This is how the Strasbourg literature professor and Proust expert Luc Fraisse writes in his instructive introduction: “We see the writer here at the moment when his literary enterprise, which is gradually gaining shape up to ‘research’, begins.”
In fact, there are many echoes of the world of “research”, of Combray and Paris, of the world of Guermantes and the salons in which Proust’s later narrator hangs around, just in the atmosphere and in the settings chosen by Proust.
Just think of the – in this case female – “mysterious letter writer” who sent the narrator in the sixth volume of “Recherche”, “Die Escaped”, a telegram when he was in Venice, “signed with Albertine, who was dead is “.
Or the same captain who returns to a small town where he was stationed for a year and falls in love with a soldier of low rank. At the beginning he says that he wanted to see everything again in that city, “the places to which love has made impossible for me without a great shudder of sadness to think back, and the places as simple as the walls of the barracks and our little garden, whose only adornment was the charms that the light gives them depending on the time of day and the mood of the weather and season. “
Or, one last example, again “In Hell”, when it comes to the fact that love is a disease, one of the main topics of the “research”. It says that the poets cannot be completely together psychologically, which is what the doctor du Boulbon’s statements are in advance of, as it were: “So the doctors claim with reasonably good reasons that the poets are sick, madmen. So be it. After all, a blissful disease, divine madness, as the mystics say. “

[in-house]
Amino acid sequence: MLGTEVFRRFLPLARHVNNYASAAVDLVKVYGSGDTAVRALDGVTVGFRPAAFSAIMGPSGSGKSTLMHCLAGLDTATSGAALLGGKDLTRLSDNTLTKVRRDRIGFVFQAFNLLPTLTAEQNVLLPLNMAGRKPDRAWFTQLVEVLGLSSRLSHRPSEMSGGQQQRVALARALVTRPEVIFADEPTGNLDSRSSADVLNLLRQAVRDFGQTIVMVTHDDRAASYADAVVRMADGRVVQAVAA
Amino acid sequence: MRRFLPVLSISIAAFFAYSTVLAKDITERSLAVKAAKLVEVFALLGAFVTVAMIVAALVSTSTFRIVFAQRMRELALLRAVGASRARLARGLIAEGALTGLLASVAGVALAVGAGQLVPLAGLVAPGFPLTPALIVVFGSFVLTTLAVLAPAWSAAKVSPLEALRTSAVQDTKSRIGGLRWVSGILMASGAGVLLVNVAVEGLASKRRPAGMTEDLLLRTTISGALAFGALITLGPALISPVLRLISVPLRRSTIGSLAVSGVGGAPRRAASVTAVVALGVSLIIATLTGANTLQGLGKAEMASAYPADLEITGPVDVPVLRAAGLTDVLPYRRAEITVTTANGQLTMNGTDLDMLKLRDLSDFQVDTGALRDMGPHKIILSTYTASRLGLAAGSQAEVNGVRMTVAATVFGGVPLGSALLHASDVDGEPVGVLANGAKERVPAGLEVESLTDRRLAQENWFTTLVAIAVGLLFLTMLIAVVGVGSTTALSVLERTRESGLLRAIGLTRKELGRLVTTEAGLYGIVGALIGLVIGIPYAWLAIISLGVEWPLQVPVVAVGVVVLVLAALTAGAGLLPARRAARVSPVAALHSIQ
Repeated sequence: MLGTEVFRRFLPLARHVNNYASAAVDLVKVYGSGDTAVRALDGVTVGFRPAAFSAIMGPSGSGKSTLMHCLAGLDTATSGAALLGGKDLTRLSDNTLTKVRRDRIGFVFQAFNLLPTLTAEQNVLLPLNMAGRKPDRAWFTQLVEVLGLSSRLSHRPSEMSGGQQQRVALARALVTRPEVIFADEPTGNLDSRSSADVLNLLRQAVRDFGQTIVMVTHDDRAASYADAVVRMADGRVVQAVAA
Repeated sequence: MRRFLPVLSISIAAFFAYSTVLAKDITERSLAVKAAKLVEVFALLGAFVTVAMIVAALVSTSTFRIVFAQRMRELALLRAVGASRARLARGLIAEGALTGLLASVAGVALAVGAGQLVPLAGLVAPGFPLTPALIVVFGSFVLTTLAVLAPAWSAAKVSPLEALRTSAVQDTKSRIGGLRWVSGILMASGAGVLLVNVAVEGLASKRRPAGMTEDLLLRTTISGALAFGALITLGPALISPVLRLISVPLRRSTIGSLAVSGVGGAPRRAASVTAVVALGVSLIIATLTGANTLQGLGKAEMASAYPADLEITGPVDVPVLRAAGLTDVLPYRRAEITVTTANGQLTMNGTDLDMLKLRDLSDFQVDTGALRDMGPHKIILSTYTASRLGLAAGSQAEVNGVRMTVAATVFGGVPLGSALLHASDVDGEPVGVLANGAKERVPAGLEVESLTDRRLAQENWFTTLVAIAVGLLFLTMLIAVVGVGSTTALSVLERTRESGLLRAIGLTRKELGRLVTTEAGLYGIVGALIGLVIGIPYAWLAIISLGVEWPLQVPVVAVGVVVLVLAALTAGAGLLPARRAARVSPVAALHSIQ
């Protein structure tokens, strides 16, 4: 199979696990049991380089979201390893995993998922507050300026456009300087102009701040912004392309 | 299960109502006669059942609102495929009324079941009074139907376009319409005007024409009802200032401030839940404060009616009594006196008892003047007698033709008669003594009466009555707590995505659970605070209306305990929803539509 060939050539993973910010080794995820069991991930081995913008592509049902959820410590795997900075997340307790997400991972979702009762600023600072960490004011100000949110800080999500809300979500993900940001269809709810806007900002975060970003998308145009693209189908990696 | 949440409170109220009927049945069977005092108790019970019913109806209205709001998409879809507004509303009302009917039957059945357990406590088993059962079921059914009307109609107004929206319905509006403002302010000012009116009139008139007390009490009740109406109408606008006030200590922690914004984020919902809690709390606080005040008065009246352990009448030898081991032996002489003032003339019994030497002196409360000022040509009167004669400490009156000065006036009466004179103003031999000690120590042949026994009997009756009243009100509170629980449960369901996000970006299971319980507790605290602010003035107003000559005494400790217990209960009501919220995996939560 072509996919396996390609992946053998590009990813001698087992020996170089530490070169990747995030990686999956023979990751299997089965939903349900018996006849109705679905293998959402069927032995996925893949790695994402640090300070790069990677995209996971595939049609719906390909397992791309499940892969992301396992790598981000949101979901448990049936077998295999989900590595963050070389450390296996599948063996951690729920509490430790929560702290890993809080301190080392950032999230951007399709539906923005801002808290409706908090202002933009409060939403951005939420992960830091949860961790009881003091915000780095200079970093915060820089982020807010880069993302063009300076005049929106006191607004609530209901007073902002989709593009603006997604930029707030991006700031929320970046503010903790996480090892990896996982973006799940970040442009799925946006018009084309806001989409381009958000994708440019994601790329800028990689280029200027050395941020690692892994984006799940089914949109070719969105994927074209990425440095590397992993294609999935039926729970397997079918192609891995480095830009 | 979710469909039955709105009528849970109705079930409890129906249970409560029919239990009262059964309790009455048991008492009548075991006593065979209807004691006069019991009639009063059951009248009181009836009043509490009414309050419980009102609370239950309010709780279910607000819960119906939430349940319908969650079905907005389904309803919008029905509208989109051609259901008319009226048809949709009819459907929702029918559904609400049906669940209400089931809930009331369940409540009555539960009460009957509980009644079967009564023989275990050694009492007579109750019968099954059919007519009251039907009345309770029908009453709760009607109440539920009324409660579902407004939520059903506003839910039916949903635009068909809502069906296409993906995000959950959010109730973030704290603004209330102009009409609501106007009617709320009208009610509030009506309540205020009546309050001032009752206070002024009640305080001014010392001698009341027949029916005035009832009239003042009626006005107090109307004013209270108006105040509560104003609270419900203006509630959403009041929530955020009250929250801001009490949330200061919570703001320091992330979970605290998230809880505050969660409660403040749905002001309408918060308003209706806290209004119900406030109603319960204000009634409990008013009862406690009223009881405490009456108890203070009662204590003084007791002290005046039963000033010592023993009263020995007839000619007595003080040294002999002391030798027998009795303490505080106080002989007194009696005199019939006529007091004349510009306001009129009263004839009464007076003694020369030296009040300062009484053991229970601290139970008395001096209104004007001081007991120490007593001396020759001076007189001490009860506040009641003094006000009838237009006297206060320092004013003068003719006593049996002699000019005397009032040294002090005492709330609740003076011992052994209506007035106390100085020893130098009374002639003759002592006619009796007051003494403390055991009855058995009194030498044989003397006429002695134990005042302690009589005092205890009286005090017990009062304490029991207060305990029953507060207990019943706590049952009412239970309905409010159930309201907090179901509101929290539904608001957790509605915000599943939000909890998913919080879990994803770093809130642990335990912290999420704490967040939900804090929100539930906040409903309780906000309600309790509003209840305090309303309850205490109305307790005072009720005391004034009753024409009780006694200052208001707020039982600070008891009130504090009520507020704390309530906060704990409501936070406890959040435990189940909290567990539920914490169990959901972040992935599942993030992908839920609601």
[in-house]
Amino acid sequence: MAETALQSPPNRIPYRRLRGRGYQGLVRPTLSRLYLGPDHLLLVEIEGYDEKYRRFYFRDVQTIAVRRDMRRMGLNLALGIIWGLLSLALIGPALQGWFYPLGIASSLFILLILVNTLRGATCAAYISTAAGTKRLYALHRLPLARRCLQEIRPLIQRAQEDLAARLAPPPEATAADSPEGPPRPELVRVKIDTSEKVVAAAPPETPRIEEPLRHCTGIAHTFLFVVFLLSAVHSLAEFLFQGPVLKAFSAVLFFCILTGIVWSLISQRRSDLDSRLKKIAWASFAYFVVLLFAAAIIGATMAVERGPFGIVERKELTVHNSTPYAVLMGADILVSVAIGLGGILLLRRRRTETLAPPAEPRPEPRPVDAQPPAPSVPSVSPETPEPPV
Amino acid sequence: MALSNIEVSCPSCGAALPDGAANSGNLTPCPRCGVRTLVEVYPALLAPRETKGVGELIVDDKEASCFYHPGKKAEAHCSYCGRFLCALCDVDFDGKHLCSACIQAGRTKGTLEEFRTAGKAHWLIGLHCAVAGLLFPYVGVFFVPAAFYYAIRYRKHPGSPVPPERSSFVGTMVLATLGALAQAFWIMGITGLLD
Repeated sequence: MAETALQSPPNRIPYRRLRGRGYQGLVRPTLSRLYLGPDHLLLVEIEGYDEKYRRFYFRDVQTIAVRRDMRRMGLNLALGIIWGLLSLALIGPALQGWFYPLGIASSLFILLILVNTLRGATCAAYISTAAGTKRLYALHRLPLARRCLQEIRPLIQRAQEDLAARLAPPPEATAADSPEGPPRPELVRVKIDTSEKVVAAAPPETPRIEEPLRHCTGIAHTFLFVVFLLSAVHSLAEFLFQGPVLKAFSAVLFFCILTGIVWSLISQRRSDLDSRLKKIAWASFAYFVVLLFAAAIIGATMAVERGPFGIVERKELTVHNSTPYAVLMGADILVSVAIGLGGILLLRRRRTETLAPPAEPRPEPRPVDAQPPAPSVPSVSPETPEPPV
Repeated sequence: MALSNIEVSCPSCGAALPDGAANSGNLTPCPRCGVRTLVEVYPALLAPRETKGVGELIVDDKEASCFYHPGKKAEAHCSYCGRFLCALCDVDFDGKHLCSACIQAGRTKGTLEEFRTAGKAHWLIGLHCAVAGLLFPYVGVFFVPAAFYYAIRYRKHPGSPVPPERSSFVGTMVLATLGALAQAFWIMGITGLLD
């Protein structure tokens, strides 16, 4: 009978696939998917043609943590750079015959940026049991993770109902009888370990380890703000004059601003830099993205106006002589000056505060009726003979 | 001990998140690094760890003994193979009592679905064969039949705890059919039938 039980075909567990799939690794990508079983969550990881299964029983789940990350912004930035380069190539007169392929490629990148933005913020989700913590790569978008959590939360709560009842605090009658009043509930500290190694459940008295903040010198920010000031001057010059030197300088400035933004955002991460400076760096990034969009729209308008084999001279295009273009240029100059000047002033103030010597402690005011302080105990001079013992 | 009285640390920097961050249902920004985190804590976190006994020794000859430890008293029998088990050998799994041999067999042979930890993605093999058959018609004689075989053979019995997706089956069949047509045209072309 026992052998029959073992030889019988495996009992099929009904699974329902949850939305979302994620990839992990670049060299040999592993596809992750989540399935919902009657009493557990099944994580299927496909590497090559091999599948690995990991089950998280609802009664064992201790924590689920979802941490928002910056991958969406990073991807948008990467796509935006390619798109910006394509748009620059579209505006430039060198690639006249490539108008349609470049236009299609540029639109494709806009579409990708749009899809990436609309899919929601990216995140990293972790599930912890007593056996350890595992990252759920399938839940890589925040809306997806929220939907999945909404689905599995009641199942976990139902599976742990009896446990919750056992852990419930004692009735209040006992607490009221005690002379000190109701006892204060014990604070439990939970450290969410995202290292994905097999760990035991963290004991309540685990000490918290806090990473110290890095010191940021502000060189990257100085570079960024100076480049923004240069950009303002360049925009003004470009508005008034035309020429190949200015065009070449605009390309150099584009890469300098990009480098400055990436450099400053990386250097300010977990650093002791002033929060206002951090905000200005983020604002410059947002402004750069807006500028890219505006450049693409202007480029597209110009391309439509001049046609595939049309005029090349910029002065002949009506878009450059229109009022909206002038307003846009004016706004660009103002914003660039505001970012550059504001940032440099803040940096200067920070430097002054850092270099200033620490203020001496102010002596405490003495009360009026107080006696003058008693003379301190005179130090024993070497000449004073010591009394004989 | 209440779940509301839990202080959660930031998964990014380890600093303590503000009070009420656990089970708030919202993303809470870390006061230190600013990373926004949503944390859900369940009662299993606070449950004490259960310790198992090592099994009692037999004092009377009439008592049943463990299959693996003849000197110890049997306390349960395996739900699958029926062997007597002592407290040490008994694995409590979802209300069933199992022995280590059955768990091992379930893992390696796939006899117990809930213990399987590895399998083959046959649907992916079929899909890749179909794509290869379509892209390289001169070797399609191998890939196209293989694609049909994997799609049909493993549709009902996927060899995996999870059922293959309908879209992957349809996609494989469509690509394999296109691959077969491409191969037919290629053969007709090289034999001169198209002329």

Art has a redeeming character
The entire “research” is populated by characters with unstable gender identities, be it Saint-Loup, be it Albertine or Andrée, or in the end even the Prince de Guermantes. Last but not least, the greatest love of the narrator in “Recherche”, Albertine, is based on the trains of Proust’s temporary chauffeur, Alfred Agostinelli, who died in a plane accident in southern France in 1914.
But in the end, as is always the case with Proust, art stands in all its greatness. It has a redeeming character. All of this is already hinted at in these stories. Art, so Fraisse writes, broadens the “perspective of suffering and cursed”; here especially against the background of homosexuality and the difficulties that Proust had to openly admit to.
Of course, “The Mysterious Letter Writer” is difficult, not really satisfactory read on its own. The volume is hardly suitable for attracting Proust readers for the first time. It can only be understood with the knowledge of the following and the explanations and comments by Luc Fraisse.
Nevertheless, it is astonishing what is incessantly found in the Proust archives, what kind of puzzle pieces are gradually coming to light. With Proust and his “Contre-Saint-Beuve”, Bernard de Fallois was only too aware of how little the work of a writer can be deciphered by means of a life, a biography. Research “began and hardly went out, became more and more monotonous and was more and more limited to correspondence.
But the discoveries and rediscoveries from Proust’s writing mine alone are adventurous enough. Think of the short story “Der indifferent”, published in 1978 after the editor of Proust’s correspondence, Philip Kolb, had been referred to its first reprint in a 19th century magazine.
The story of Fallois and his lifelong research on Proust are also worth a novel in their own right. You don’t need to be a prophet to be able to see that “The Mysterious Letter Writer” is not the end of the excavations and demolitions, especially from the Fallois fund.
And yet: There is only one way to open up to Proust, and that is to read the seven volumes of “In Search of Lost Time”.